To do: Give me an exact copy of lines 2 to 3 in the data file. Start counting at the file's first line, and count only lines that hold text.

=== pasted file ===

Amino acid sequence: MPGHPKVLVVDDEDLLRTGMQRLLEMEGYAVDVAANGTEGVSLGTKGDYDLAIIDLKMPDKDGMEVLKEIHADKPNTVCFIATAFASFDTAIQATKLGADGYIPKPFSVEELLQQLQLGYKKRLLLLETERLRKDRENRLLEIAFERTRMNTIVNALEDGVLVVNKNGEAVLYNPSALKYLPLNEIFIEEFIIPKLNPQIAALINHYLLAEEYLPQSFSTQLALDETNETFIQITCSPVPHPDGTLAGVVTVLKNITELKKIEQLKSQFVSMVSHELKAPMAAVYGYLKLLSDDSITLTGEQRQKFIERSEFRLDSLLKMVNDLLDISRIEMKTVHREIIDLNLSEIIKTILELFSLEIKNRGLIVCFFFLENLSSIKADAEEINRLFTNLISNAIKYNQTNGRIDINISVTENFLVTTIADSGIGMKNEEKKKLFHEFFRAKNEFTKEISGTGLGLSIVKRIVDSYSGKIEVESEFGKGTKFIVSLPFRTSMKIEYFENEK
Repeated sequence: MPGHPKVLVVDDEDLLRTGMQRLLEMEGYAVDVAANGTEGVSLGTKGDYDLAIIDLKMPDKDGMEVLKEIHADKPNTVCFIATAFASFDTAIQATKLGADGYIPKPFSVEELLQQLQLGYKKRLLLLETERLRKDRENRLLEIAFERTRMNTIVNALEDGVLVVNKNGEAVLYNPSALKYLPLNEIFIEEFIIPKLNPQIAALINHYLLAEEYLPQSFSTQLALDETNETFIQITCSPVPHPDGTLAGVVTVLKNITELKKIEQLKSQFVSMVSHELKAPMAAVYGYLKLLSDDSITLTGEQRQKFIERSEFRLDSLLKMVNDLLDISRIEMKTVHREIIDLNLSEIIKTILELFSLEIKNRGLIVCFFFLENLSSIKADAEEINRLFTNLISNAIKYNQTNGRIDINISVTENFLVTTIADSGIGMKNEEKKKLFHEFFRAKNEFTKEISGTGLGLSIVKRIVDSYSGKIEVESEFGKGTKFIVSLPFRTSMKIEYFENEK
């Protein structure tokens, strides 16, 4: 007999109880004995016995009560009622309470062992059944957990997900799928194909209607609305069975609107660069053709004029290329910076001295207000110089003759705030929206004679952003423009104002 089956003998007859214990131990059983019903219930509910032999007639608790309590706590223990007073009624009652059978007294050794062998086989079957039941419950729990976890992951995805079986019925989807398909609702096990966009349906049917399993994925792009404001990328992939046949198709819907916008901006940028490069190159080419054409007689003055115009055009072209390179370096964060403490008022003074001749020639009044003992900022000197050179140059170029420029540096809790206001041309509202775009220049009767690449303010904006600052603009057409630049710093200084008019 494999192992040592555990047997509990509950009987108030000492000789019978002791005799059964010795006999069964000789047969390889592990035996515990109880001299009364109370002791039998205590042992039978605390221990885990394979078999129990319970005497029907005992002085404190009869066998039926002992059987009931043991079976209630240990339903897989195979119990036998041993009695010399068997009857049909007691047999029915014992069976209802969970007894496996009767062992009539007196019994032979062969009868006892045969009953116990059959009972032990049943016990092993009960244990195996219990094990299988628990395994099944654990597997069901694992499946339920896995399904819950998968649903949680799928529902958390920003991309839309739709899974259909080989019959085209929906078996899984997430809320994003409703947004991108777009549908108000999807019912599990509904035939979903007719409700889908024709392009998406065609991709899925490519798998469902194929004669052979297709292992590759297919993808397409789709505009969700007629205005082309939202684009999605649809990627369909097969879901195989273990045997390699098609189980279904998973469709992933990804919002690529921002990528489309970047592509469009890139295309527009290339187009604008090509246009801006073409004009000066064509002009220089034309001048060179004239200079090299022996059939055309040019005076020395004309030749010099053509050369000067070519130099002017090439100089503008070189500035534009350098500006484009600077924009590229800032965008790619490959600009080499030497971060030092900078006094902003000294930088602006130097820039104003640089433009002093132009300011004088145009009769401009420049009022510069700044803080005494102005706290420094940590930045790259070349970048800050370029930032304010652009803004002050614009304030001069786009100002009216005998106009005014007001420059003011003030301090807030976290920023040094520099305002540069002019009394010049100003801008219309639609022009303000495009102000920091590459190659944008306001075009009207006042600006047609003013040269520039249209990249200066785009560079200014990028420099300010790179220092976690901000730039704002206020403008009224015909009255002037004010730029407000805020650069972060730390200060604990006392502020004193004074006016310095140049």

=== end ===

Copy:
Repeated sequence: MPGHPKVLVVDDEDLLRTGMQRLLEMEGYAVDVAANGTEGVSLGTKGDYDLAIIDLKMPDKDGMEVLKEIHADKPNTVCFIATAFASFDTAIQATKLGADGYIPKPFSVEELLQQLQLGYKKRLLLLETERLRKDRENRLLEIAFERTRMNTIVNALEDGVLVVNKNGEAVLYNPSALKYLPLNEIFIEEFIIPKLNPQIAALINHYLLAEEYLPQSFSTQLALDETNETFIQITCSPVPHPDGTLAGVVTVLKNITELKKIEQLKSQFVSMVSHELKAPMAAVYGYLKLLSDDSITLTGEQRQKFIERSEFRLDSLLKMVNDLLDISRIEMKTVHREIIDLNLSEIIKTILELFSLEIKNRGLIVCFFFLENLSSIKADAEEINRLFTNLISNAIKYNQTNGRIDINISVTENFLVTTIADSGIGMKNEEKKKLFHEFFRAKNEFTKEISGTGLGLSIVKRIVDSYSGKIEVESEFGKGTKFIVSLPFRTSMKIEYFENEK
């Protein structure tokens, strides 16, 4: 007999109880004995016995009560009622309470062992059944957990997900799928194909209607609305069975609107660069053709004029290329910076001295207000110089003759705030929206004679952003423009104002 089956003998007859214990131990059983019903219930509910032999007639608790309590706590223990007073009624009652059978007294050794062998086989079957039941419950729990976890992951995805079986019925989807398909609702096990966009349906049917399993994925792009404001990328992939046949198709819907916008901006940028490069190159080419054409007689003055115009055009072209390179370096964060403490008022003074001749020639009044003992900022000197050179140059170029420029540096809790206001041309509202775009220049009767690449303010904006600052603009057409630049710093200084008019 494999192992040592555990047997509990509950009987108030000492000789019978002791005799059964010795006999069964000789047969390889592990035996515990109880001299009364109370002791039998205590042992039978605390221990885990394979078999129990319970005497029907005992002085404190009869066998039926002992059987009931043991079976209630240990339903897989195979119990036998041993009695010399068997009857049909007691047999029915014992069976209802969970007894496996009767062992009539007196019994032979062969009868006892045969009953116990059959009972032990049943016990092993009960244990195996219990094990299988628990395994099944654990597997069901694992499946339920896995399904819950998968649903949680799928529902958390920003991309839309739709899974259909080989019959085209929906078996899984997430809320994003409703947004991108777009549908108000999807019912599990509904035939979903007719409700889908024709392009998406065609991709899925490519798998469902194929004669052979297709292992590759297919993808397409789709505009969700007629205005082309939202684009999605649809990627369909097969879901195989273990045997390699098609189980279904998973469709992933990804919002690529921002990528489309970047592509469009890139295309527009290339187009604008090509246009801006073409004009000066064509002009220089034309001048060179004239200079090299022996059939055309040019005076020395004309030749010099053509050369000067070519130099002017090439100089503008070189500035534009350098500006484009600077924009590229800032965008790619490959600009080499030497971060030092900078006094902003000294930088602006130097820039104003640089433009002093132009300011004088145009009769401009420049009022510069700044803080005494102005706290420094940590930045790259070349970048800050370029930032304010652009803004002050614009304030001069786009100002009216005998106009005014007001420059003011003030301090807030976290920023040094520099305002540069002019009394010049100003801008219309639609022009303000495009102000920091590459190659944008306001075009009207006042600006047609003013040269520039249209990249200066785009560079200014990028420099300010790179220092976690901000730039704002206020403008009224015909009255002037004010730029407000805020650069972060730390200060604990006392502020004193004074006016310095140049």